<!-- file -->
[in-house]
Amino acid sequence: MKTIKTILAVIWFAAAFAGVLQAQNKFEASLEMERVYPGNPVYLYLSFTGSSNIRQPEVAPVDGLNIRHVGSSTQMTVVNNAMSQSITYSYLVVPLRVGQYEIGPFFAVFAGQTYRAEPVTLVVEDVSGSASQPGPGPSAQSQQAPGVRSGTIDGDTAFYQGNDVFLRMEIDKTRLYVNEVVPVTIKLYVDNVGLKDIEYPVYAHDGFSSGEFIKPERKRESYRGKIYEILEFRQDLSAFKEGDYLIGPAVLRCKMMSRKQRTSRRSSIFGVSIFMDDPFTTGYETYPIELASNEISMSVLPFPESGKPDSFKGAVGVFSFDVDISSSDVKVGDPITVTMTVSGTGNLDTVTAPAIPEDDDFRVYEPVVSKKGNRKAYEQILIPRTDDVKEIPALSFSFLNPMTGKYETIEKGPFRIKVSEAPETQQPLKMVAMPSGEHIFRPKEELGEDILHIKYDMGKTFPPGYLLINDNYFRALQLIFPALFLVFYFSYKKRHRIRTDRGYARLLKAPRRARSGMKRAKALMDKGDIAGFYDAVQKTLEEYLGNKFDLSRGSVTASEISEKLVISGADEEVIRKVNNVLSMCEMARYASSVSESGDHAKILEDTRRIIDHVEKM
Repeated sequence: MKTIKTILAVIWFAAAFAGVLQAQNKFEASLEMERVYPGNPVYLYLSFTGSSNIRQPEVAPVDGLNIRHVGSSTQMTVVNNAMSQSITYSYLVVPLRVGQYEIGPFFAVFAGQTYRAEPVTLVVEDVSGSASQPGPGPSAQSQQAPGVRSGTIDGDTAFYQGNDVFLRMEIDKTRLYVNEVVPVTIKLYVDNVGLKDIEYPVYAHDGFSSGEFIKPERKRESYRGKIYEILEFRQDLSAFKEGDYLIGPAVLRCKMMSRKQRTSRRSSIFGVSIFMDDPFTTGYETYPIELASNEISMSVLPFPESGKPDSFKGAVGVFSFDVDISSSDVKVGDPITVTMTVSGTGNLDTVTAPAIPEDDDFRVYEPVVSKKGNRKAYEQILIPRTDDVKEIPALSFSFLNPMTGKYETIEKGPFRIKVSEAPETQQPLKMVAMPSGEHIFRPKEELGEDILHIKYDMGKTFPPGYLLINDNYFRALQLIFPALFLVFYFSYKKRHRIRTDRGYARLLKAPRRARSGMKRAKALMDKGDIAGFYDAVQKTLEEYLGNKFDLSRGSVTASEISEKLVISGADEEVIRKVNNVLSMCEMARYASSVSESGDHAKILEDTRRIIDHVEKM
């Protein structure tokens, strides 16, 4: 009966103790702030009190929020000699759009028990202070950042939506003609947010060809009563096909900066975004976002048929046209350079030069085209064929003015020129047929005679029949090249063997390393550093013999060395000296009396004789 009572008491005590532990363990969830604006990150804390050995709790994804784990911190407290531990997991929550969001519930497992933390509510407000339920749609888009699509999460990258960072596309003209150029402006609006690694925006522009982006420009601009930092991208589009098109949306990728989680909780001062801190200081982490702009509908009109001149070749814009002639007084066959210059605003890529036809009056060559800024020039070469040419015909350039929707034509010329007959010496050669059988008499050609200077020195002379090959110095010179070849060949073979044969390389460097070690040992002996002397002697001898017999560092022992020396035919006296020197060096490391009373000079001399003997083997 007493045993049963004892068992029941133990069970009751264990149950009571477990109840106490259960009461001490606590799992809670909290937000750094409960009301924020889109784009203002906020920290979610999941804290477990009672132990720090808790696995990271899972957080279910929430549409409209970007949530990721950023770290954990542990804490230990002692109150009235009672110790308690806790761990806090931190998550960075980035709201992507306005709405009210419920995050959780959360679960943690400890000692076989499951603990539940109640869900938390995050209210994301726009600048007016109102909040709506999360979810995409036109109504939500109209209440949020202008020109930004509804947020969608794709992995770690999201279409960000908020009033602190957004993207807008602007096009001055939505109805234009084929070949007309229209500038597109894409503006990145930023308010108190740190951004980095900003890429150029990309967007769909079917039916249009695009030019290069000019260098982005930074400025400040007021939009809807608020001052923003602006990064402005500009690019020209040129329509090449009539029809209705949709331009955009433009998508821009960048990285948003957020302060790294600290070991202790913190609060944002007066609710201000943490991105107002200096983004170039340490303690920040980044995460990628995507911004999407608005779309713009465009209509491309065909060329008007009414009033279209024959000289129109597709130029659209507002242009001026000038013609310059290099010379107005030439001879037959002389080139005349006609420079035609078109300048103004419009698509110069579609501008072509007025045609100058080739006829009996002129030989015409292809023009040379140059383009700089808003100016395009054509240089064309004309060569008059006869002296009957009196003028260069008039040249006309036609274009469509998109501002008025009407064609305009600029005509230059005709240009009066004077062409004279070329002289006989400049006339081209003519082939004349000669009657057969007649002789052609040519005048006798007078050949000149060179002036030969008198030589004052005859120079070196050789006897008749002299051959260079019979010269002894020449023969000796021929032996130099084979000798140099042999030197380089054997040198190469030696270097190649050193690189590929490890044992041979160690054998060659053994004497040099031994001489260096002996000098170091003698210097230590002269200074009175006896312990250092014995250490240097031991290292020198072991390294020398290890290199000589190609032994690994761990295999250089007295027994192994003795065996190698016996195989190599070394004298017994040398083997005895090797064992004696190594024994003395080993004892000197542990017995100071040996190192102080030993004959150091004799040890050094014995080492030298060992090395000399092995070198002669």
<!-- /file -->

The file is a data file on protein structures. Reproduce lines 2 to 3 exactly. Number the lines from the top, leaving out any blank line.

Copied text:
Amino acid sequence: MKTIKTILAVIWFAAAFAGVLQAQNKFEASLEMERVYPGNPVYLYLSFTGSSNIRQPEVAPVDGLNIRHVGSSTQMTVVNNAMSQSITYSYLVVPLRVGQYEIGPFFAVFAGQTYRAEPVTLVVEDVSGSASQPGPGPSAQSQQAPGVRSGTIDGDTAFYQGNDVFLRMEIDKTRLYVNEVVPVTIKLYVDNVGLKDIEYPVYAHDGFSSGEFIKPERKRESYRGKIYEILEFRQDLSAFKEGDYLIGPAVLRCKMMSRKQRTSRRSSIFGVSIFMDDPFTTGYETYPIELASNEISMSVLPFPESGKPDSFKGAVGVFSFDVDISSSDVKVGDPITVTMTVSGTGNLDTVTAPAIPEDDDFRVYEPVVSKKGNRKAYEQILIPRTDDVKEIPALSFSFLNPMTGKYETIEKGPFRIKVSEAPETQQPLKMVAMPSGEHIFRPKEELGEDILHIKYDMGKTFPPGYLLINDNYFRALQLIFPALFLVFYFSYKKRHRIRTDRGYARLLKAPRRARSGMKRAKALMDKGDIAGFYDAVQKTLEEYLGNKFDLSRGSVTASEISEKLVISGADEEVIRKVNNVLSMCEMARYASSVSESGDHAKILEDTRRIIDHVEKM
Repeated sequence: MKTIKTILAVIWFAAAFAGVLQAQNKFEASLEMERVYPGNPVYLYLSFTGSSNIRQPEVAPVDGLNIRHVGSSTQMTVVNNAMSQSITYSYLVVPLRVGQYEIGPFFAVFAGQTYRAEPVTLVVEDVSGSASQPGPGPSAQSQQAPGVRSGTIDGDTAFYQGNDVFLRMEIDKTRLYVNEVVPVTIKLYVDNVGLKDIEYPVYAHDGFSSGEFIKPERKRESYRGKIYEILEFRQDLSAFKEGDYLIGPAVLRCKMMSRKQRTSRRSSIFGVSIFMDDPFTTGYETYPIELASNEISMSVLPFPESGKPDSFKGAVGVFSFDVDISSSDVKVGDPITVTMTVSGTGNLDTVTAPAIPEDDDFRVYEPVVSKKGNRKAYEQILIPRTDDVKEIPALSFSFLNPMTGKYETIEKGPFRIKVSEAPETQQPLKMVAMPSGEHIFRPKEELGEDILHIKYDMGKTFPPGYLLINDNYFRALQLIFPALFLVFYFSYKKRHRIRTDRGYARLLKAPRRARSGMKRAKALMDKGDIAGFYDAVQKTLEEYLGNKFDLSRGSVTASEISEKLVISGADEEVIRKVNNVLSMCEMARYASSVSESGDHAKILEDTRRIIDHVEKM